ISLAMABAD: The federal and provincial governments are on board over the country’s first national water policy which will now be sent to the Council of Common Interests for formal approval, Minister for Water and Power Khawaja Mohammad Asif said on Monday.
He was speaking to journalists after announcing a $1.8bn financial close of the first hydropower project — the 870MW Suki Kinari project — under the China-Pakistan Economic Corridor (CPEC) framework.
The Chashma-3 nuclear power project was operational and the Chashma-4 project would follow by April, he said, adding that the government was on schedule to end loadshedding by 2018. Several thermal power projects, to be operated on re-gasified liquefied natural gas (RLNG), were in their testing phase, he said and hoped that the 969MW Neelum-Jhelum hydropower project would start generating electricity before the next monsoon season.
The government was making efforts to complete the conversion of Nandipur power project to natural gas by April, he said, adding that the power regulator had not yet issued the revised tariff for power generated through gas. If the tariff did not cover the cost, the matter would be sent to the federal cabinet for deliberation.
On schedule to end loadshedding in 2018, says Khawaja Asif
Responding to a question, he said they were yet to see a change in the stance of the power regulator after it was brought under the administrative control of his ministry last month.
The minister declined comment on the ongoing dispute over the construction of two hydropower projects by India in violation of the Indus Waters Treaty.
When asked about the difficulties the government has faced in raising funds for the construction of the $14bn Diamer-Bhasha dam, the minister said Pakistan did not consider the dam area a disputed territory and that its construction would start this year. Those who considered the territory disputed were free to not fund the project, he said, adding that many countries had expressed interest in financing for the Diamer-Bhasha Multipurpose project.
The project has been bifurcated in two — a water reservoir and a power house. Mr Asif said the reservoir would be financed through the country’s own resources while the power house would be funded through investors and financiers from abroad. Earlier, Mr Asif presided over a ceremony marking the financial close of the 870MW Suki Kinari hydropower project. The required documents were signed by Shah Jahan Mirza, managing director of the Private Power and Infrastructure Board, and Haseeb Khan, the chief executive officer of Suki Kinari hydropower project.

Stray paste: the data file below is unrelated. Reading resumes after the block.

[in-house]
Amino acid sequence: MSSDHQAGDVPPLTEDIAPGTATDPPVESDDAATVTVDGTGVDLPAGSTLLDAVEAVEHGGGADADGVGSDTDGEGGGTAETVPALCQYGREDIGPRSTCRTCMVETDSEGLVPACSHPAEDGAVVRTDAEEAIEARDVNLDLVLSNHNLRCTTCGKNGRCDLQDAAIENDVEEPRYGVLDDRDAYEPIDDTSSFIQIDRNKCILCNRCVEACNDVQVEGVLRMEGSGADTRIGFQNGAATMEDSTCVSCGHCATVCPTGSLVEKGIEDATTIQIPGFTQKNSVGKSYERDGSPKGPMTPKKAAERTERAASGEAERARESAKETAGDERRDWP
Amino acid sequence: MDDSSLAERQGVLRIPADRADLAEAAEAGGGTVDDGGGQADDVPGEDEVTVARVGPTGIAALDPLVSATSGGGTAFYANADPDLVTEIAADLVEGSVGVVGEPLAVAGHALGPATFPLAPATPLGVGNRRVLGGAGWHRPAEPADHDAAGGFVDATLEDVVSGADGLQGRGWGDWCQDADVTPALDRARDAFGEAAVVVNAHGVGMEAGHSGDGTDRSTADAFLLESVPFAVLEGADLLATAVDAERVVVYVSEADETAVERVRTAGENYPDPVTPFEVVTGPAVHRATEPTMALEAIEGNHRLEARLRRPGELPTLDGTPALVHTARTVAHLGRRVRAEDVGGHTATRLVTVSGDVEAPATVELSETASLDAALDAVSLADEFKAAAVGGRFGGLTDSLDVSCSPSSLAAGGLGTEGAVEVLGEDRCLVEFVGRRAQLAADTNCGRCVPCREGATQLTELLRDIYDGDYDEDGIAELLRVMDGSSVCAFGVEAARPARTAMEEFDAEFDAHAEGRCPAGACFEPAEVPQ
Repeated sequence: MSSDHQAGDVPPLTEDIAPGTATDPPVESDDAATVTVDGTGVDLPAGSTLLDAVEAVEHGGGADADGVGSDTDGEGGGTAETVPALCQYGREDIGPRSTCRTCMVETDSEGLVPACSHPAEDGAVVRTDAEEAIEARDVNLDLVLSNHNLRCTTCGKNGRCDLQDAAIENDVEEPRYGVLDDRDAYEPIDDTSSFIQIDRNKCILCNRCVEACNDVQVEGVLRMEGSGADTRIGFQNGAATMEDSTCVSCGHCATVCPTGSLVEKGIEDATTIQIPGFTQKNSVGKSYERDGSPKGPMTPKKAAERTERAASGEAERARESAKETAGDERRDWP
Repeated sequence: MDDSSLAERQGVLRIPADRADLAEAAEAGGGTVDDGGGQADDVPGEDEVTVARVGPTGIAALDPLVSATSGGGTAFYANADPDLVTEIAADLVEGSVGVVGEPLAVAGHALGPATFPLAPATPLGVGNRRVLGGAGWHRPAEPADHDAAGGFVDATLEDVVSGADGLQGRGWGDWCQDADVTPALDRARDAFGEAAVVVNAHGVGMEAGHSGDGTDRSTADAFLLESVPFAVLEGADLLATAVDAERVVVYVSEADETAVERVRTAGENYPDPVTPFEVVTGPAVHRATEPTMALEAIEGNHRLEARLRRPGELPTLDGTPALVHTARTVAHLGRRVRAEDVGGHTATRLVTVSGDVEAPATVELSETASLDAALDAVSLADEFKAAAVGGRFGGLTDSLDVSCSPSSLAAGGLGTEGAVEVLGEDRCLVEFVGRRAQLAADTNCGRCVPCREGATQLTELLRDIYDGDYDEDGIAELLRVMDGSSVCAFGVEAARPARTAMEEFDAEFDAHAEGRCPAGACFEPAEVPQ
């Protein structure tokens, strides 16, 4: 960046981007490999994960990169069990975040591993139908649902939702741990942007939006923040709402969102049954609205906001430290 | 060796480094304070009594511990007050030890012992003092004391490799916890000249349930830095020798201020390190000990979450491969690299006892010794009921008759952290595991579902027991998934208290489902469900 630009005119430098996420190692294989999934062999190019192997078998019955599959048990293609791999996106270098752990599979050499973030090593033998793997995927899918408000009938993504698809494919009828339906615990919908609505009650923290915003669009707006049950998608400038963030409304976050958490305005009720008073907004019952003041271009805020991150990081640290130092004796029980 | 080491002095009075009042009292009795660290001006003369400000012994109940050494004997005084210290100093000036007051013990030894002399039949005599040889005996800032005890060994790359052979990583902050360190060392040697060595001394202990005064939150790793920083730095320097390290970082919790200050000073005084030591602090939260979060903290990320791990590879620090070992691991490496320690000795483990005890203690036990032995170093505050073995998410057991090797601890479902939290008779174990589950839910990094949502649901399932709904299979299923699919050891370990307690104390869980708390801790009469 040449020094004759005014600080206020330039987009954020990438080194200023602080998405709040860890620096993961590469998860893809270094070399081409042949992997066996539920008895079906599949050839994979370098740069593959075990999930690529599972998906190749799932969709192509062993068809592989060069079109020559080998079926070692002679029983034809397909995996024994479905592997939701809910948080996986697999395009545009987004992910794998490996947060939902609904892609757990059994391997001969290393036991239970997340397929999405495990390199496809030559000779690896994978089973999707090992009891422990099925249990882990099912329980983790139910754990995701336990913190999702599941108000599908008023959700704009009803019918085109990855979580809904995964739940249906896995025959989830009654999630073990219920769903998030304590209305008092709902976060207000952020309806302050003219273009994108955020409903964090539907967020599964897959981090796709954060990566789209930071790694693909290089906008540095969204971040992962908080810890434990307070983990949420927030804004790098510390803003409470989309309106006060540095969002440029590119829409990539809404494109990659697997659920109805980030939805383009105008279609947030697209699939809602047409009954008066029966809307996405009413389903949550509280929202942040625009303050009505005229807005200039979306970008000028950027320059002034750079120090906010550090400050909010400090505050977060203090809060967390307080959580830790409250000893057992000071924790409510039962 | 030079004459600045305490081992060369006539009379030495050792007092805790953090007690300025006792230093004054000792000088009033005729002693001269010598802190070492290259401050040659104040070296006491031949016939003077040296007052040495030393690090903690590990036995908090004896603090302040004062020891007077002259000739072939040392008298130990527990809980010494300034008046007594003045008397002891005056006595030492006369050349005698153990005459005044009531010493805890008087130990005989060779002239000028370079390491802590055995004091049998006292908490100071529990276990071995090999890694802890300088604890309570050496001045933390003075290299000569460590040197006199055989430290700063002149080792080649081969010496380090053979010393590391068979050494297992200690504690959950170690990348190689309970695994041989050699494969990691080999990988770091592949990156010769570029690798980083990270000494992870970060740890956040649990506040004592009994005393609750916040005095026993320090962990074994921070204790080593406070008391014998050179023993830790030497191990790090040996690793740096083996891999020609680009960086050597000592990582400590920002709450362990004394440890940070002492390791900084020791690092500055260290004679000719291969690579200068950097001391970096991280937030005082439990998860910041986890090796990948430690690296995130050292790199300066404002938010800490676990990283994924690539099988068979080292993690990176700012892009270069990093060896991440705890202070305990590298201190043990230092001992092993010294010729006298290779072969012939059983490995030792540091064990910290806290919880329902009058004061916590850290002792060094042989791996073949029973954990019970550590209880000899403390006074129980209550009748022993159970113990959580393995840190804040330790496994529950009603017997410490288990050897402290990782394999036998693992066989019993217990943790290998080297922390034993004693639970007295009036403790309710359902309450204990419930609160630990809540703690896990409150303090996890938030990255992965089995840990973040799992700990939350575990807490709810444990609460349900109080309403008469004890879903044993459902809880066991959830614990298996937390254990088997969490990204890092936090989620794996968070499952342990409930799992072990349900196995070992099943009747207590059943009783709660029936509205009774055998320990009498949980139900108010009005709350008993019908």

This is the first hydropower project in Khyber Pakhtunkhwa being developed by the private sector and the largest independent hydropower project in the country so far. Construction activities at the site have begun and the project is expected to add 3,081GWh units of electricity each year to the national grid by 2022.
The KP government is estimated to receive around Rs1.3 billion each year as water use charges for 30 years. The project is being developed on a build-own-operate-transfer (BOOT) basis under the Power Policy 2002 and will be transferred to the province in 30 years.
The project is located on River Kunhar, a tributary of River Jhelum, in Mansehra district, the eastern part of KP between Naran and Paras towns. M/s Al-Jomaih Holding Company, (LLC) (Saudi Arabia), China Gezhouba Group Company (China) and Haseeb Khan (Pvt) Ltd. (Pakistan) have sponsored the project.
It is being developed with an investment of $1.8bn through a debt-equity ratio of 75:25pv. The lenders for the project include the Export-Import Bank of China, and the Industrial and Commercial Bank of China (ICBC).